After almost 24 hours of back and forth between Nick Saban and Jimbo Fisher, SEC Commissioner Greg Sankey has released a statement, publicly reprimanding both coaches for their comments.
“The membership of the Southeastern Conference has established expectations for conduct and sportsmanship that were not met last night nor today,” said Sankey. “A hallmark of the SEC is intense competition within an environment of collaboration. Public criticism of any kind does not resolve issues and creates a distraction from seeking solutions for the issues facing college athletics today. There is tremendous frustration concerning the absence of consistent rules from state to state related to name, image and likeness. We need to work together to find solutions and that will be our focus at the upcoming SEC Spring Meetings.”
Here is the wording provided by the SEC on the public reprimands.
“As a result of public comments made on May 18 by Alabama head coach Nick Saban, a public reprimand is issued for comments he made in violation of SEC Bylaws 10.2.3 and 10.5.2 related to Ethical Conduct for derogatory comments and public criticism of another institution’s athletics program.”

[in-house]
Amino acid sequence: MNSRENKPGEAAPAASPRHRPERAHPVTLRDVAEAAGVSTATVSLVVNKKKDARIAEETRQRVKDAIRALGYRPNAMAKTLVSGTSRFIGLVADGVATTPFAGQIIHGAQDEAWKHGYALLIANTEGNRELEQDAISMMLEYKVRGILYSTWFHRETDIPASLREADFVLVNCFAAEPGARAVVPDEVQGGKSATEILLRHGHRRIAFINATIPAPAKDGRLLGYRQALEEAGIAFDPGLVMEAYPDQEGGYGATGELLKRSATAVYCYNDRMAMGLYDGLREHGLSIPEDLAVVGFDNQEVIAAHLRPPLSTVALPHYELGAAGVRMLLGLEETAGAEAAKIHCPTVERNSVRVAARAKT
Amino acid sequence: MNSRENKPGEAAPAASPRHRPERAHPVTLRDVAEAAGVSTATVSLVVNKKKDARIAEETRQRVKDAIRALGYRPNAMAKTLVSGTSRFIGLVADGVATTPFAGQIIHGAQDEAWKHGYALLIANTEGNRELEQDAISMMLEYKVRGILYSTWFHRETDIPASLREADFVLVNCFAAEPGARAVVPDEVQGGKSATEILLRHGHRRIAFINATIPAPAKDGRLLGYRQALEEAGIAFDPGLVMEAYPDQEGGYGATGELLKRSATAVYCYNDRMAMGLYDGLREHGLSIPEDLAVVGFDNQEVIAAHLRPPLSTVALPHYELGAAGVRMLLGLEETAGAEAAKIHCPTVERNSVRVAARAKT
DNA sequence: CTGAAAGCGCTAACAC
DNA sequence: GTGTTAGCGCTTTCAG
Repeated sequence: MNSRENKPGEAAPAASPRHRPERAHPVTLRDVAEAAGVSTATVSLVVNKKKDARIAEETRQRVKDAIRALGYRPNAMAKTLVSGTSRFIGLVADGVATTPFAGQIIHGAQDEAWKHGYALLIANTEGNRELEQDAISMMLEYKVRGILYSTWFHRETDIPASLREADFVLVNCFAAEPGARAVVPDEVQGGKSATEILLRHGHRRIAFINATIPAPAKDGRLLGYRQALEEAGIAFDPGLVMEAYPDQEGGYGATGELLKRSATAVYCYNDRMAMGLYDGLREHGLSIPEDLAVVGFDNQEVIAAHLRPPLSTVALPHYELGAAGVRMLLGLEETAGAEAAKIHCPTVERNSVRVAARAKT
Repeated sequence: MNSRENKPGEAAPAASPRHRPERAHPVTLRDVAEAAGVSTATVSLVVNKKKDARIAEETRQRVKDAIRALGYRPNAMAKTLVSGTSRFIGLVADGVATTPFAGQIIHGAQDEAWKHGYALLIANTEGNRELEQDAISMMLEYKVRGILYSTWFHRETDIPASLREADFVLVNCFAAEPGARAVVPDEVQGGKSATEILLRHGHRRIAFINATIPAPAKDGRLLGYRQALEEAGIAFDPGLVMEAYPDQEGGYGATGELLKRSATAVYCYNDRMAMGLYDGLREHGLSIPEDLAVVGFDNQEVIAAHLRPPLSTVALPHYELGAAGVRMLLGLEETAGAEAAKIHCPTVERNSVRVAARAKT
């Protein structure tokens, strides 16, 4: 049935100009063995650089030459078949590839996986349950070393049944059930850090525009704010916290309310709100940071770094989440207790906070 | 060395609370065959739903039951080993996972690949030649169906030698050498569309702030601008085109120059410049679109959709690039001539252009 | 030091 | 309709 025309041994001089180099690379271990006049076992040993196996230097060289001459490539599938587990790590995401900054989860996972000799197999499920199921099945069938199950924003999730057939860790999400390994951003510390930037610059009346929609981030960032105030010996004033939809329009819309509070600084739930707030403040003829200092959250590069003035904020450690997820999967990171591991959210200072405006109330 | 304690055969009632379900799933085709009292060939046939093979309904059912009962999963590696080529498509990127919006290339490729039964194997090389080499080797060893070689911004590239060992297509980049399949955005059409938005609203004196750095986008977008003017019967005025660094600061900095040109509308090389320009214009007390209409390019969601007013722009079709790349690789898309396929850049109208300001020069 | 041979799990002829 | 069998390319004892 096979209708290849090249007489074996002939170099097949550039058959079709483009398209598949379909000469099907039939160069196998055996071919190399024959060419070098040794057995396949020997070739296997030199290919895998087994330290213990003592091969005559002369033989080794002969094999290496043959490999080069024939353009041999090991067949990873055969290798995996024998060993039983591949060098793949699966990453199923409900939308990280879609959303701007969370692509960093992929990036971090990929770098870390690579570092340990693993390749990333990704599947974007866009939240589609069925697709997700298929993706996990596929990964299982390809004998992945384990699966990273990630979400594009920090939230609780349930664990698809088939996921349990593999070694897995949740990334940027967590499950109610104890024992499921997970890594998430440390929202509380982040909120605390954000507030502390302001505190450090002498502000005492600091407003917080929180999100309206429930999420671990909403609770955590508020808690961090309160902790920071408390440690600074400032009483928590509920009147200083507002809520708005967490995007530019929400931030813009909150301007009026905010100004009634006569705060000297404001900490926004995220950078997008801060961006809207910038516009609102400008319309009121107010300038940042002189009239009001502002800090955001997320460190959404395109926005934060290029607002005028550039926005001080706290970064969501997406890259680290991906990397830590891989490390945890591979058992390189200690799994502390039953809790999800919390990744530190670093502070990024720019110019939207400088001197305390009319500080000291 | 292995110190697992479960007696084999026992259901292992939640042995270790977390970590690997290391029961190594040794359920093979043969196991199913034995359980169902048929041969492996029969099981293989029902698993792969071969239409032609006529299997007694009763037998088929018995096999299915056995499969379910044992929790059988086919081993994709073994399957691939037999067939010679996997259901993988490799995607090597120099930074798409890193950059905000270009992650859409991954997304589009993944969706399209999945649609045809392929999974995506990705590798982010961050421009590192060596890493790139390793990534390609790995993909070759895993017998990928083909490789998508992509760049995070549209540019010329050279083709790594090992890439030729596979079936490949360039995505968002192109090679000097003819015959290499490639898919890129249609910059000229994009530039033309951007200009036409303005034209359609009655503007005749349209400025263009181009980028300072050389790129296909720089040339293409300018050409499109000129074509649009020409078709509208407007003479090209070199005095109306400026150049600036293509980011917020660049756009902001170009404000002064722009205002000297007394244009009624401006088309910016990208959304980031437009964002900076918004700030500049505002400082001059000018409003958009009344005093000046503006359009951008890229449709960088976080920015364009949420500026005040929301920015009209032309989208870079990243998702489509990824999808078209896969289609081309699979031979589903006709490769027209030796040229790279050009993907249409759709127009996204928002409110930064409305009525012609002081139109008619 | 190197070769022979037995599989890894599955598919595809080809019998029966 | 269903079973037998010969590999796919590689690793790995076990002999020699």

“As a result of public comments made on May 19 by Texas A&M head coach Jimbo Fisher, a public reprimand is issued for comments he made in violation of SEC Bylaw 10.5.2 related to Ethical Conduct for public criticism of another member institution’s staff.”
This all started when Nick Saban called out Jimbo Fisher and Texas A&M by saying that the Aggies “bought every player on their team, made a deal for Name, image and Likeness” in regards to the 2022 recruiting class.
Jimbo Fisher fired back at Saban in a lengthy press conference on Thursday, calling the Alabama head coach despicable. Fisher went on to say that someone should have slapped Saban for his comments about the Aggies allegedly cheating.
“I don’t cheat and I don’t lie. I learned that when I was kid, if you did, the old man slapped you upside the head. Maybe somebody should have slapped him.”
We will see where this goes from here, with SEC spring meetings set to take place in twelve days.